Branch Nebula’s High Performance Packing Tape pushes cheap material – and Robert Reid’s patience – to the limits
Branch Nebula are a physical theatre and live art company renowned for their rethinking of urban spaces and the limits of physical performance. The work they present at this year’s Adelaide Festival, High Performance Packing Tape, has been touring since 2018 and has played at Carriageworks, The Sydney Opera House and Arts House in Melbourne, among others. For a work that promises to push “cheap materials to their breaking point” and showcase “imminent physical demise [which leads] to horrific scenarios”, the outcome is remarkably underwhelming.
The trouble with reviewing circus is that after the aesthetics have been appreciated and dealt with, all that is left is a series of feats and stunts. There’s no doubting the skill or strength of the performer (Skye Gellmann) on display here – particularly in the last quarter, which they perform naked with their rope-like muscles coiling around their legs, arms and torso. I certainly couldn’t do any of these things, not even a little. However, if there’s not much more than tricks, then one circus becomes much like any other.
High Performance Packing Tape, developed by Lee Wilson, Skye Gellmann, Timothy Ohl, Mirabelle Wouters, Mickie Quick and Phil Downing, is billed as physical theatre but there’s very little theatre in evidence here. It might just as accurately have been called “Things That Seemed Like Good Ideas in Development.” It’s about as surprising as an average episode of Mythbusters and nowhere near as entertaining. Am I supposed to be impressed by the tensile strength of the packing tape? I’ve seen Jamie and Adam build a bridge out of the same stuff and use it to walk across an empty 50-foot deep pool. I’ve watched them rappel down a cliffside with it, build a raft out of it that does a decent job of sailing, and turn it into a serviceable parachute.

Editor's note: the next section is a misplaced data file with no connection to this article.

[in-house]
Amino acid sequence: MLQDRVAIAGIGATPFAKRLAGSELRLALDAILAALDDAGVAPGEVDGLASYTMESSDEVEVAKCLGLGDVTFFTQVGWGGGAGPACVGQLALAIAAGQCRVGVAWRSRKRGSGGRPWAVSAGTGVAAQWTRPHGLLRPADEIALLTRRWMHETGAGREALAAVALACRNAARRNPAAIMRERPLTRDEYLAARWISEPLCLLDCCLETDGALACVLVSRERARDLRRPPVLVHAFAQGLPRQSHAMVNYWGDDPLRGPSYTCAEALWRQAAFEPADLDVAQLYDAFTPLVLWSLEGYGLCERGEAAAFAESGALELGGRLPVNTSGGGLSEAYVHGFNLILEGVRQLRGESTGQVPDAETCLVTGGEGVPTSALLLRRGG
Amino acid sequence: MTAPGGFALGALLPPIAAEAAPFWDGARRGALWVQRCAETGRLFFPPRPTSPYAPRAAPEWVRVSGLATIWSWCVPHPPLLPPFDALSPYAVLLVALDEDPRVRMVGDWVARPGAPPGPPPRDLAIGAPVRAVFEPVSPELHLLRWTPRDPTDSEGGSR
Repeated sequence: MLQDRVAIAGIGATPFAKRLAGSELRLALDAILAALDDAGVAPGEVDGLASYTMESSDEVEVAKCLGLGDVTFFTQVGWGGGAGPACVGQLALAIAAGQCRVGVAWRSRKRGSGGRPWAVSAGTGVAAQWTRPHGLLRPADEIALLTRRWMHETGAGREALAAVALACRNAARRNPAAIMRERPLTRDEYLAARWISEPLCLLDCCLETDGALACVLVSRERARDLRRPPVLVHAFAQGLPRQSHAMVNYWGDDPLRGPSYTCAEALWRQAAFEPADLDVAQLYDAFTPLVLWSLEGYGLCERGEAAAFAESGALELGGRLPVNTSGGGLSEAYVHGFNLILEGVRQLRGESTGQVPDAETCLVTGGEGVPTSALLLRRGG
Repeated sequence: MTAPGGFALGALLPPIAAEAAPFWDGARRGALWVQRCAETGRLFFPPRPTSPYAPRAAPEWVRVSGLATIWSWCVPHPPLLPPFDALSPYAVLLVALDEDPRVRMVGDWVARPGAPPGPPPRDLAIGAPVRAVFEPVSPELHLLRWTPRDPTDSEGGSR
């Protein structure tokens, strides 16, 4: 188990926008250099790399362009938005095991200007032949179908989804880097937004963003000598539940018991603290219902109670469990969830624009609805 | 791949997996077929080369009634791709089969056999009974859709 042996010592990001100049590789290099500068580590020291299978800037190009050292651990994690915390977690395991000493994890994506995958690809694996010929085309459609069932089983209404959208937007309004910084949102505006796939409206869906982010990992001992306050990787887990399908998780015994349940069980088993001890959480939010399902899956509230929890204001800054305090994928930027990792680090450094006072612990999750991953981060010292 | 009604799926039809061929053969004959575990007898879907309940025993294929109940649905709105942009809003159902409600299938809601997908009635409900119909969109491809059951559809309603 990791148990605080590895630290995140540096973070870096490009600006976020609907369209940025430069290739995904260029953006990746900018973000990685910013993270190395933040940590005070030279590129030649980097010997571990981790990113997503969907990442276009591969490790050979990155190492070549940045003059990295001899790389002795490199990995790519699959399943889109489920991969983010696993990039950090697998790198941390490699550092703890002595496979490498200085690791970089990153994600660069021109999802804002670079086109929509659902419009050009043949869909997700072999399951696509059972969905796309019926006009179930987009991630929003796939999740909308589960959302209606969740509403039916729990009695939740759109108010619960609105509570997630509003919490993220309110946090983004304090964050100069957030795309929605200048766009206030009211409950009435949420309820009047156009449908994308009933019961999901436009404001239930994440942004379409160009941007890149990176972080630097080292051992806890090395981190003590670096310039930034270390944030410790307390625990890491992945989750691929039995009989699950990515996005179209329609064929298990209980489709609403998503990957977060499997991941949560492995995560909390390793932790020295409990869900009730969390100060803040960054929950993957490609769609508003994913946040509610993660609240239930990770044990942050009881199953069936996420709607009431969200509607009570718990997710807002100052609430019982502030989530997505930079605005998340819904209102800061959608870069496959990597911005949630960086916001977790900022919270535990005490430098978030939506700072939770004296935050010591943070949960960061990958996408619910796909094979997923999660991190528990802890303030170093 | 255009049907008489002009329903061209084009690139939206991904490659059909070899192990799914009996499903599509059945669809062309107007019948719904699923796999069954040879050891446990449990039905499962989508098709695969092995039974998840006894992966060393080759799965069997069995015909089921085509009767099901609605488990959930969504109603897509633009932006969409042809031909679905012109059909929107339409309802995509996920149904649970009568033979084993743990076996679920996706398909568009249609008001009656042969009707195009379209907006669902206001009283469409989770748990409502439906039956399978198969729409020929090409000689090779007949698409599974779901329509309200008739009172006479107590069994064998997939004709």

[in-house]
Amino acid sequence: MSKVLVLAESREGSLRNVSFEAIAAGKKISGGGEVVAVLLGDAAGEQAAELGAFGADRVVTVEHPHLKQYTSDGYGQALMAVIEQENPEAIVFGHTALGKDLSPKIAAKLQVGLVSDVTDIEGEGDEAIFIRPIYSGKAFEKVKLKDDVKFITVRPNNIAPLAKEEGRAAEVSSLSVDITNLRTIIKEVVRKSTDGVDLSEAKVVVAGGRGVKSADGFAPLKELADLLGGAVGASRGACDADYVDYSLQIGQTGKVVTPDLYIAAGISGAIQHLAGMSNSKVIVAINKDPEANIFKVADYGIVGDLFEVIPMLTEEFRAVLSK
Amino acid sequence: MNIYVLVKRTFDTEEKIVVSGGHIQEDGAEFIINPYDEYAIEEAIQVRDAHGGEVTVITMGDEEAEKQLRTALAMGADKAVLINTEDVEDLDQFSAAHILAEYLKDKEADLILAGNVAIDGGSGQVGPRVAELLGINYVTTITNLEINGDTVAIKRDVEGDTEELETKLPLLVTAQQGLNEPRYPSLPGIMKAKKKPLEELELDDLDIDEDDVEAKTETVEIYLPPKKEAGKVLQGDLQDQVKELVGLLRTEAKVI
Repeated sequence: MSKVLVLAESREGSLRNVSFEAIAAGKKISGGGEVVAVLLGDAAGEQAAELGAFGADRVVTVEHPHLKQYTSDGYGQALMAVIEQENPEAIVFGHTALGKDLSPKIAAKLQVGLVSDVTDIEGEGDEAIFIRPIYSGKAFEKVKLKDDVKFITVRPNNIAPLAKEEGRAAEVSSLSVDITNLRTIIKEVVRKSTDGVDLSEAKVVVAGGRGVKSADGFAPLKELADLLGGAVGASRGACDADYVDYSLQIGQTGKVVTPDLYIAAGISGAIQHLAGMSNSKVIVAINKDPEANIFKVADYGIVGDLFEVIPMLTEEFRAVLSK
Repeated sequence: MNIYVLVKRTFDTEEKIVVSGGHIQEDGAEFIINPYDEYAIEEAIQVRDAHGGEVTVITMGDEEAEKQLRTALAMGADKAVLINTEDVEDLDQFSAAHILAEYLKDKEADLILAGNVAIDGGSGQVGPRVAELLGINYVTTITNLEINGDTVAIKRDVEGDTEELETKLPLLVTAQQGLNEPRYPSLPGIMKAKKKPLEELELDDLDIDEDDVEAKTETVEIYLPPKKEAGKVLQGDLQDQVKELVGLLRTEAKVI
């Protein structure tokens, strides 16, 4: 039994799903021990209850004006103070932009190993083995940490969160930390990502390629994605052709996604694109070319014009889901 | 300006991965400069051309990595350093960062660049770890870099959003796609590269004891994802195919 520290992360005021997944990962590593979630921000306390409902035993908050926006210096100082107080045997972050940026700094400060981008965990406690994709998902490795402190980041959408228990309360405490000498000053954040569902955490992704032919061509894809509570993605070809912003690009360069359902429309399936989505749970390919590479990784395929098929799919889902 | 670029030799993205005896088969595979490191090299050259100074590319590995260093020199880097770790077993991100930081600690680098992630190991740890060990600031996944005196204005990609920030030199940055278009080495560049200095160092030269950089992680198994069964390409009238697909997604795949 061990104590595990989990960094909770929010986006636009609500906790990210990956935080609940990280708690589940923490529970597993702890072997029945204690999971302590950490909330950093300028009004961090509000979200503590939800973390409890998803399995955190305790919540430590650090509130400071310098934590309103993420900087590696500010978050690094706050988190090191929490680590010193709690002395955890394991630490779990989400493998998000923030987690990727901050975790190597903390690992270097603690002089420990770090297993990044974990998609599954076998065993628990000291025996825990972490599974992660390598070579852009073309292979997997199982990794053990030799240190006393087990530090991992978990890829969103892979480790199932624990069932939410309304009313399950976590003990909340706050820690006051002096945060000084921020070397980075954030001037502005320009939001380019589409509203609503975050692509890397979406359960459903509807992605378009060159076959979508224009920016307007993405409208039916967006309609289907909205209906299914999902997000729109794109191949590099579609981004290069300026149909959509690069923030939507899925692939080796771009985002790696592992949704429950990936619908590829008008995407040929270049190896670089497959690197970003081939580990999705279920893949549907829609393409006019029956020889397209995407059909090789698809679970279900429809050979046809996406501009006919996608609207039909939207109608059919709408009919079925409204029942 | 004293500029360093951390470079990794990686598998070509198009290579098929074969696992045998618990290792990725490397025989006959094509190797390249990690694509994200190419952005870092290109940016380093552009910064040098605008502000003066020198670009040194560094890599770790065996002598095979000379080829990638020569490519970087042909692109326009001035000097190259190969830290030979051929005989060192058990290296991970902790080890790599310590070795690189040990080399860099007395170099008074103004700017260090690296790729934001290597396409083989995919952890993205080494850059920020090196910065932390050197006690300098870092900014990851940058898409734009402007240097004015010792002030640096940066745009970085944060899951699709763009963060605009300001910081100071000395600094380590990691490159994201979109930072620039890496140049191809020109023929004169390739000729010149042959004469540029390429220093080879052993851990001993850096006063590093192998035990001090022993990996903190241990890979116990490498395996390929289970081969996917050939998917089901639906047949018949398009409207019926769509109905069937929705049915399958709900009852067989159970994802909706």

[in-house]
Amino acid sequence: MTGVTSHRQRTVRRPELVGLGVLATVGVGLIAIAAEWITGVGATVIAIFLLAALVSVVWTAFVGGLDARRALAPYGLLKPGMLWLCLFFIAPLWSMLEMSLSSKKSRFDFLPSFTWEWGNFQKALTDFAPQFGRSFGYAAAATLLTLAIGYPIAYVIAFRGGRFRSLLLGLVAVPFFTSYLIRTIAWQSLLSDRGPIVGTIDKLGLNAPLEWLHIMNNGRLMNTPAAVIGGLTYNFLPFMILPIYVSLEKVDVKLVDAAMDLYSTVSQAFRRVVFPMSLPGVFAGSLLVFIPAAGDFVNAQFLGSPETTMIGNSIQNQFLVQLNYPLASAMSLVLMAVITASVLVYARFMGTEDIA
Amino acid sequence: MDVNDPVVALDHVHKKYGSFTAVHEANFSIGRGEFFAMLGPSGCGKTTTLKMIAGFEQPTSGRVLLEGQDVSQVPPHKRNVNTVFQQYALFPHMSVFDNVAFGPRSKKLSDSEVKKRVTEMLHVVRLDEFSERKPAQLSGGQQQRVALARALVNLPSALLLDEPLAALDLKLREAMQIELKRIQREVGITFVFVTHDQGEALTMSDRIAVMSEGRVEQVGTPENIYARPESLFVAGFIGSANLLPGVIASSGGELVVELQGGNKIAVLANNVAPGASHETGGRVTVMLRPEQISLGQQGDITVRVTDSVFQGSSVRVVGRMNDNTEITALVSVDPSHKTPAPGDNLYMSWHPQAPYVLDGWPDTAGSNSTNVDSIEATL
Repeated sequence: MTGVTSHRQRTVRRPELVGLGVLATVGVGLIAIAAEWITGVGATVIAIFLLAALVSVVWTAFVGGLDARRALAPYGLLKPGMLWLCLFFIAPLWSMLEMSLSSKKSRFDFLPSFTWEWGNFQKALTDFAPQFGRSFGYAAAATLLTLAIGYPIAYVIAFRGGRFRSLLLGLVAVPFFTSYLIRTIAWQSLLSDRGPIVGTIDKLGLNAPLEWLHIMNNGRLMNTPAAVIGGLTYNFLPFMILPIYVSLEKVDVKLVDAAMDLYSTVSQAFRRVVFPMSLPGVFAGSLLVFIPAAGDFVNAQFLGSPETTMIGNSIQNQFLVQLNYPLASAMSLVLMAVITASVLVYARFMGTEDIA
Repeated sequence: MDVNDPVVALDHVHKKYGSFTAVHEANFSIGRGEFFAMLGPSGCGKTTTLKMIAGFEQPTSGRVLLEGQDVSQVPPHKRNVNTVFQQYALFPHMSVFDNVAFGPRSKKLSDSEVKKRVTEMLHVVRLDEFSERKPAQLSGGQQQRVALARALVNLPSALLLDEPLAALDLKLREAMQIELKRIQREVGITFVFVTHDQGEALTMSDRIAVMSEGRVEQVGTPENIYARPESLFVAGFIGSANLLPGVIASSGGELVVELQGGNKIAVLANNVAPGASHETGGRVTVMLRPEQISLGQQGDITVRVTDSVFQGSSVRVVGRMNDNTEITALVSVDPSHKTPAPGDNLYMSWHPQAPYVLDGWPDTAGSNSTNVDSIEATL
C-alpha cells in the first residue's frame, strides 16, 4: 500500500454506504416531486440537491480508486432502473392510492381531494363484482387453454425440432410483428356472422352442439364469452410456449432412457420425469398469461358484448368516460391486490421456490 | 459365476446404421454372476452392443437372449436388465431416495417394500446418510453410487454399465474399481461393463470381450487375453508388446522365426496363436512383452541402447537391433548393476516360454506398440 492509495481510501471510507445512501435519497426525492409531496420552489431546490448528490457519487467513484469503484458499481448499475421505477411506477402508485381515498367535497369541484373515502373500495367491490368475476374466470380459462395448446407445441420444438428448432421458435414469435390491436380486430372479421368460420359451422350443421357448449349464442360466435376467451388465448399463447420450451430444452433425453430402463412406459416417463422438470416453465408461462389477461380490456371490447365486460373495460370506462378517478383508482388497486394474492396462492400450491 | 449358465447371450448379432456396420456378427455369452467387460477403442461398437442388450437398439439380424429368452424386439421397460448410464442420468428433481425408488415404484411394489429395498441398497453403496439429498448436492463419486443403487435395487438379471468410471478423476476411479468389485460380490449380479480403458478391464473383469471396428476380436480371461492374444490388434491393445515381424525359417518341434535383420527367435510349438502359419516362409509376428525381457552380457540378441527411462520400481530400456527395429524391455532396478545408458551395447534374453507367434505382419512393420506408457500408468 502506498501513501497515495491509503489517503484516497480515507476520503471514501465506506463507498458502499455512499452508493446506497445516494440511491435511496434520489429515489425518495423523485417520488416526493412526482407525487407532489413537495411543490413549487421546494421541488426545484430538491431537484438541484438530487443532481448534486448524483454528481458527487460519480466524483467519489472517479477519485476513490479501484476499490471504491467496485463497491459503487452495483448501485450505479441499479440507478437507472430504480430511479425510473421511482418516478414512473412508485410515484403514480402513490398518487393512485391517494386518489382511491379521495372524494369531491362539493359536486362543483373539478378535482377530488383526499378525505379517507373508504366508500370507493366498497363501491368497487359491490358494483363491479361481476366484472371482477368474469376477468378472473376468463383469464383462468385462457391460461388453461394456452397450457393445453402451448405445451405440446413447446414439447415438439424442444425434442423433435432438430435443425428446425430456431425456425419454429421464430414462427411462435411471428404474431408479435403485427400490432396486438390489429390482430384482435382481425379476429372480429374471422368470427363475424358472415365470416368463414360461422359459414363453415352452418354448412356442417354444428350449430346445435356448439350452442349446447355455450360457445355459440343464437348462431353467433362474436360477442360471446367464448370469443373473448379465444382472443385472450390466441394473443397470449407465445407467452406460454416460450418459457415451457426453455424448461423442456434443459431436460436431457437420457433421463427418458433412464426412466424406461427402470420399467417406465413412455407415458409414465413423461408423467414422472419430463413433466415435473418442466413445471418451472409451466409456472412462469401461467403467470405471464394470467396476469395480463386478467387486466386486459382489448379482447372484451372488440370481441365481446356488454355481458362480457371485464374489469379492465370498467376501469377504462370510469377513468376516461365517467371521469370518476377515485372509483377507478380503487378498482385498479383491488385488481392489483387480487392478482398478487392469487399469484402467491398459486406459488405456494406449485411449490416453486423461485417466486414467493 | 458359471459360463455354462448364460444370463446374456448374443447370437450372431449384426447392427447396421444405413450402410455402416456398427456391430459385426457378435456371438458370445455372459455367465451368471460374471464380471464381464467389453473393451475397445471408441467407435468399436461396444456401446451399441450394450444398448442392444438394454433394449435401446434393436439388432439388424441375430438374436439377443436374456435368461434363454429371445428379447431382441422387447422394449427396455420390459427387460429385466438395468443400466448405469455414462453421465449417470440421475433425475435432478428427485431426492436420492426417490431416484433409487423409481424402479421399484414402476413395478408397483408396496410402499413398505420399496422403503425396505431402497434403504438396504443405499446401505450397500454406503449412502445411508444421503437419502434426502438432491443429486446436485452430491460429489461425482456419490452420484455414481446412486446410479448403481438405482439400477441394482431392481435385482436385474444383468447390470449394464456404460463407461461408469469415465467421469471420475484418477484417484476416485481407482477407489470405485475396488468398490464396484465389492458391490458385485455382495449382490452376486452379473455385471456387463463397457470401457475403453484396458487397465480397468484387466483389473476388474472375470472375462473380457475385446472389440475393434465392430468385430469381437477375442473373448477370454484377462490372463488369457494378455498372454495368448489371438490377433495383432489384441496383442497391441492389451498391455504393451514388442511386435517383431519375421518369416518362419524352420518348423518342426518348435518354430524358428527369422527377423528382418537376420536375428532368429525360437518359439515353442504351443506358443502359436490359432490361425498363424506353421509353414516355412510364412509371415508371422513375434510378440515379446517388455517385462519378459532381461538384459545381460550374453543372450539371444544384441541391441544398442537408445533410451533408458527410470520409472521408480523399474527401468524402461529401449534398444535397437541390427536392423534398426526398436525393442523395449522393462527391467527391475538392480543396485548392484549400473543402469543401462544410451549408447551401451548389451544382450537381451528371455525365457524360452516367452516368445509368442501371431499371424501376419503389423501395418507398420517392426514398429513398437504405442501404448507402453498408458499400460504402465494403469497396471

Although these materials seem to be fragile and unreliable, they’re designed to carry industrial weights and withstand a great deal of pressure. On its own, a single length of packing tape can bear about 22 pounds. Each layer and wrap of tape increases the strength of the whole exponentially. The average cardboard box can reasonably handle 50 pounds of pressure.